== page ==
Last month we welcomed our third little cherub into the world, and for the past few weeks we have been busy soaking up ALL the newborn snuggles with baby Harrison! Now, at three weeks old, he has started becoming more awake and alert for little periods of the day, so it was the perfect time to start introducing high contrast visuals for Harrison to explore, including these Montessori inspired shapes on his play gym.
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I first came across the Montessori philosophy when Paige, our firstborn, was around six months old and I really resonated with the idea of fostering independence and encouraging learning life skills from a young age. Although we don’t follow the philosophy religiously, we do implement aspects of the Montessori principles in our home which is why I’ve decided to create a dedicated movement area and use Montessori inspired mobiles with Harrison.
The first Montessori mobile is this Munari mobile, and is used from shortly after birth to around the six week mark. As newborn vision is quite limited, babies can best see high contrasting shapes a short distance from their face. The Munari uses simple black and white shapes and is designed to hang around 30cm from the baby’s face, and helps support the development of vision and tracking.
Now I’ll be honest, I had every intention of making a traditional Munari mobile for Harrison, but I just never got around to doing it because #MumLife. We are also currently renting, so I wasn’t overly keen on putting a hook in the ceiling to hang it on (and I don’t think Nick would have been sold on the idea either!) which is why I ended up using the traditional shapes of the Munari mobile, but hanging them from Harrison’s play gym instead.
I found the shape printables here, printed them out and stuck them back to back on foam board. Then I used fishing line to hang them from Harrison’s play gym – all in all, it only took about fifteen minutes!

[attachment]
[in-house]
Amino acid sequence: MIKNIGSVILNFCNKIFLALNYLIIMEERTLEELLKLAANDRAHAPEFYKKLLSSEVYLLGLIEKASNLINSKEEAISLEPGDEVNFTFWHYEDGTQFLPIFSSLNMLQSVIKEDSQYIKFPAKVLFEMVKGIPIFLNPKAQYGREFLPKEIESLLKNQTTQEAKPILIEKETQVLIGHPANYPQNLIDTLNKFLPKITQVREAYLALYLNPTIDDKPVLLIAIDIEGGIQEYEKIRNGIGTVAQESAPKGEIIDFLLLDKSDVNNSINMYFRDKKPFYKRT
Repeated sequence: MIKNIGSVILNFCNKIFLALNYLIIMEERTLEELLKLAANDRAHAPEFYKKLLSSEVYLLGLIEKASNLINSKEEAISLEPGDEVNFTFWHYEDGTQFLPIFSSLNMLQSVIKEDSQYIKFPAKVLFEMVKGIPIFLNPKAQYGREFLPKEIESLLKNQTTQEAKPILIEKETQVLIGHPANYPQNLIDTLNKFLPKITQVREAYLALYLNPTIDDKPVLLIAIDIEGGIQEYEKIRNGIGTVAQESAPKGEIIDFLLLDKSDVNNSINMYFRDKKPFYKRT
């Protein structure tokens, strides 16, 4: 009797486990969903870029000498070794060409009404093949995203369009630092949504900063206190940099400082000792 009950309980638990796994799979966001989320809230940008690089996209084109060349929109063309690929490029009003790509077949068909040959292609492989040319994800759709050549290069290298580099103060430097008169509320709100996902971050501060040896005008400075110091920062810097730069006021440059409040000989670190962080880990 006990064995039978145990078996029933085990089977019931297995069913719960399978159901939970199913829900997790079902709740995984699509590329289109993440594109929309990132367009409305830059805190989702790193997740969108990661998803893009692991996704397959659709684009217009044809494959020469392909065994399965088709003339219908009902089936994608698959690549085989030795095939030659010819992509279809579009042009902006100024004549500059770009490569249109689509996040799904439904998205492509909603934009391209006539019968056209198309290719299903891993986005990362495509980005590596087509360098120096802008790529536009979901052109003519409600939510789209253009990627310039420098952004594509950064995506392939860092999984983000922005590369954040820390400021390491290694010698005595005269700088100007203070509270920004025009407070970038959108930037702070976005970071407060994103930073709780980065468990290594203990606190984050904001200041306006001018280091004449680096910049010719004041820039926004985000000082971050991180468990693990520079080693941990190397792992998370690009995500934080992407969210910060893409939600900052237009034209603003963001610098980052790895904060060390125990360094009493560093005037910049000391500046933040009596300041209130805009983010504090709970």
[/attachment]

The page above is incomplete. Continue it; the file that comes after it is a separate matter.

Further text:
We’ve had these shapes on the play gym for a week now, and it’s been pretty incredible watching Harrison focus on the different shapes and watch them as they slowly spin around, even at such a young age. At the moment, the shapes keep his attention for up to five minutes or so at a time, and he’s pretty good at letting us know when he’s had enough, so when he starts getting squirmy and grizzly, we move them away.
We’ve also been using high contrast books for Harrison to look at while he’s in his movement area – we just stand them up near his face so he can look at them with his head turned, as he doesn’t have the strength to constantly keep his head looking up at the Munari shapes just yet. Harrison’s favourite high contrast book is ‘Black and White’ by Tana Hoban which has really bold illustrations on both black and white backgrounds.
Hopefully you’ve found this post useful as an alternative to using the traditional Munari mobile with your newborn, especially if, like me, you want to use aspects of Montessori but mum life got in the way and you just don’t have the time to make the traditional mobiles!